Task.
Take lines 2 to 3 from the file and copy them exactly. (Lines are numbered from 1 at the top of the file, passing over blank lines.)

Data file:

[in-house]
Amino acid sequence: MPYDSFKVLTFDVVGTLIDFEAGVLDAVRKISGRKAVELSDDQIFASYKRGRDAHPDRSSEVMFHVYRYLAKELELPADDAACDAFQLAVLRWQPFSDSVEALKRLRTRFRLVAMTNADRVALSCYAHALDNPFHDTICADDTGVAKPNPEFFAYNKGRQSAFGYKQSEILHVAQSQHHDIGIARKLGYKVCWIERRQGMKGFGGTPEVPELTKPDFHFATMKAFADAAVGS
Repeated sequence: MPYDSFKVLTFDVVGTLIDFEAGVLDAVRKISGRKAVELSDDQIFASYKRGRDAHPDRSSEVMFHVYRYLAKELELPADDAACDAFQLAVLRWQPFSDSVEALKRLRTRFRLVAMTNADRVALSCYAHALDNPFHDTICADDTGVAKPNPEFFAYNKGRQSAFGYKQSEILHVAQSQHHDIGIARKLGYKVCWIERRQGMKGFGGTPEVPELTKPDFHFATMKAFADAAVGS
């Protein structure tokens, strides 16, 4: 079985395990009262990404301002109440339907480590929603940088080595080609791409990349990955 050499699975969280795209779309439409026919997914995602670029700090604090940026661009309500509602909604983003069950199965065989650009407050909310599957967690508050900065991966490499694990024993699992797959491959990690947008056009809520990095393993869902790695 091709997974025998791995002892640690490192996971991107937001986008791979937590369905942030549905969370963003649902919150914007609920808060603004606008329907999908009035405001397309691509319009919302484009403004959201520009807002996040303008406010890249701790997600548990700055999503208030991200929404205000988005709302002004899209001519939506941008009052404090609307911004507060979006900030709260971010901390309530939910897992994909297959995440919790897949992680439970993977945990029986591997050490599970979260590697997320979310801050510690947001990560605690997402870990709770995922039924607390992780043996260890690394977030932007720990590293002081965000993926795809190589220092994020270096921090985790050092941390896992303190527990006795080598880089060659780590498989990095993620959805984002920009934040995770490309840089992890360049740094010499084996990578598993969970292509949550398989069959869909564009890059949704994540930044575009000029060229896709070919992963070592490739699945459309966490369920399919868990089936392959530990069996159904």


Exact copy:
Amino acid sequence: MPYDSFKVLTFDVVGTLIDFEAGVLDAVRKISGRKAVELSDDQIFASYKRGRDAHPDRSSEVMFHVYRYLAKELELPADDAACDAFQLAVLRWQPFSDSVEALKRLRTRFRLVAMTNADRVALSCYAHALDNPFHDTICADDTGVAKPNPEFFAYNKGRQSAFGYKQSEILHVAQSQHHDIGIARKLGYKVCWIERRQGMKGFGGTPEVPELTKPDFHFATMKAFADAAVGS
Repeated sequence: MPYDSFKVLTFDVVGTLIDFEAGVLDAVRKISGRKAVELSDDQIFASYKRGRDAHPDRSSEVMFHVYRYLAKELELPADDAACDAFQLAVLRWQPFSDSVEALKRLRTRFRLVAMTNADRVALSCYAHALDNPFHDTICADDTGVAKPNPEFFAYNKGRQSAFGYKQSEILHVAQSQHHDIGIARKLGYKVCWIERRQGMKGFGGTPEVPELTKPDFHFATMKAFADAAVGS